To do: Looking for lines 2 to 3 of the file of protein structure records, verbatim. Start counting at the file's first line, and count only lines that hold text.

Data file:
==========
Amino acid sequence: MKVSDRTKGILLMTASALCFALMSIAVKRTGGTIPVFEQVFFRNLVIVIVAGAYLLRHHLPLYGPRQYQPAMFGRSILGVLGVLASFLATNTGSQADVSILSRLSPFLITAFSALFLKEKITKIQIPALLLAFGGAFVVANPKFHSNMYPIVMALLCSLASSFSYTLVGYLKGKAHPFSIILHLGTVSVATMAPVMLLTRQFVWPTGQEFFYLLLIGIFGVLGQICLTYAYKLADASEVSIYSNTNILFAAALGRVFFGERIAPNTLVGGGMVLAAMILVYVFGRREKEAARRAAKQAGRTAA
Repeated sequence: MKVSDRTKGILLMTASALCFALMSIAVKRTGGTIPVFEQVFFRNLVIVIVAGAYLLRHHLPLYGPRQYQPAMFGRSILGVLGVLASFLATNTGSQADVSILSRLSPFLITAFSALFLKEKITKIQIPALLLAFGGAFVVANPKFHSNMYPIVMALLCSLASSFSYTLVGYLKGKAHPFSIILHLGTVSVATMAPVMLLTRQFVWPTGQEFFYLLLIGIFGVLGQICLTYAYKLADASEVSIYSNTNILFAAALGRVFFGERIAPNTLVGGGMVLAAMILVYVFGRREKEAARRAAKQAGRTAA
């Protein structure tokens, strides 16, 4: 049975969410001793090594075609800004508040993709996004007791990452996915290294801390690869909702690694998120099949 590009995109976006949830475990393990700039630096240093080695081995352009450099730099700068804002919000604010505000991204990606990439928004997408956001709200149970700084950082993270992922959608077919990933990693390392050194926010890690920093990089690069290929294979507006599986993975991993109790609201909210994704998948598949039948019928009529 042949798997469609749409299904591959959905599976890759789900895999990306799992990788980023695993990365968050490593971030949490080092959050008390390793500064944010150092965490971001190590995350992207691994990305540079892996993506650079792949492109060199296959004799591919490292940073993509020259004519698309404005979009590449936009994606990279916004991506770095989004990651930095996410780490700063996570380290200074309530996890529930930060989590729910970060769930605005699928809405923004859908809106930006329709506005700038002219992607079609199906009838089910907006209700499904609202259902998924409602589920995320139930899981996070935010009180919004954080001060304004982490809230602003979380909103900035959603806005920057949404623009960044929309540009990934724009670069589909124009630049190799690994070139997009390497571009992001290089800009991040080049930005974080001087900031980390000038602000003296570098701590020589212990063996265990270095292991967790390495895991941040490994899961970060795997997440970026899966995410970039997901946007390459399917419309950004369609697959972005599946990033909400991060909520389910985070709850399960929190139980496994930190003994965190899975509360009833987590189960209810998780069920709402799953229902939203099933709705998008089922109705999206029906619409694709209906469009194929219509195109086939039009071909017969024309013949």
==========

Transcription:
Repeated sequence: MKVSDRTKGILLMTASALCFALMSIAVKRTGGTIPVFEQVFFRNLVIVIVAGAYLLRHHLPLYGPRQYQPAMFGRSILGVLGVLASFLATNTGSQADVSILSRLSPFLITAFSALFLKEKITKIQIPALLLAFGGAFVVANPKFHSNMYPIVMALLCSLASSFSYTLVGYLKGKAHPFSIILHLGTVSVATMAPVMLLTRQFVWPTGQEFFYLLLIGIFGVLGQICLTYAYKLADASEVSIYSNTNILFAAALGRVFFGERIAPNTLVGGGMVLAAMILVYVFGRREKEAARRAAKQAGRTAA
């Protein structure tokens, strides 16, 4: 049975969410001793090594075609800004508040993709996004007791990452996915290294801390690869909702690694998120099949 590009995109976006949830475990393990700039630096240093080695081995352009450099730099700068804002919000604010505000991204990606990439928004997408956001709200149970700084950082993270992922959608077919990933990693390392050194926010890690920093990089690069290929294979507006599986993975991993109790609201909210994704998948598949039948019928009529 042949798997469609749409299904591959959905599976890759789900895999990306799992990788980023695993990365968050490593971030949490080092959050008390390793500064944010150092965490971001190590995350992207691994990305540079892996993506650079792949492109060199296959004799591919490292940073993509020259004519698309404005979009590449936009994606990279916004991506770095989004990651930095996410780490700063996570380290200074309530996890529930930060989590729910970060769930605005699928809405923004859908809106930006329709506005700038002219992607079609199906009838089910907006209700499904609202259902998924409602589920995320139930899981996070935010009180919004954080001060304004982490809230602003979380909103900035959603806005920057949404623009960044929309540009990934724009670069589909124009630049190799690994070139997009390497571009992001290089800009991040080049930005974080001087900031980390000038602000003296570098701590020589212990063996265990270095292991967790390495895991941040490994899961970060795997997440970026899966995410970039997901946007390459399917419309950004369609697959972005599946990033909400991060909520389910985070709850399960929190139980496994930190003994965190899975509360009833987590189960209810998780069920709402799953229902939203099933709705998008089922109705999206029906619409694709209906469009194929219509195109086939039009071909017969024309013949």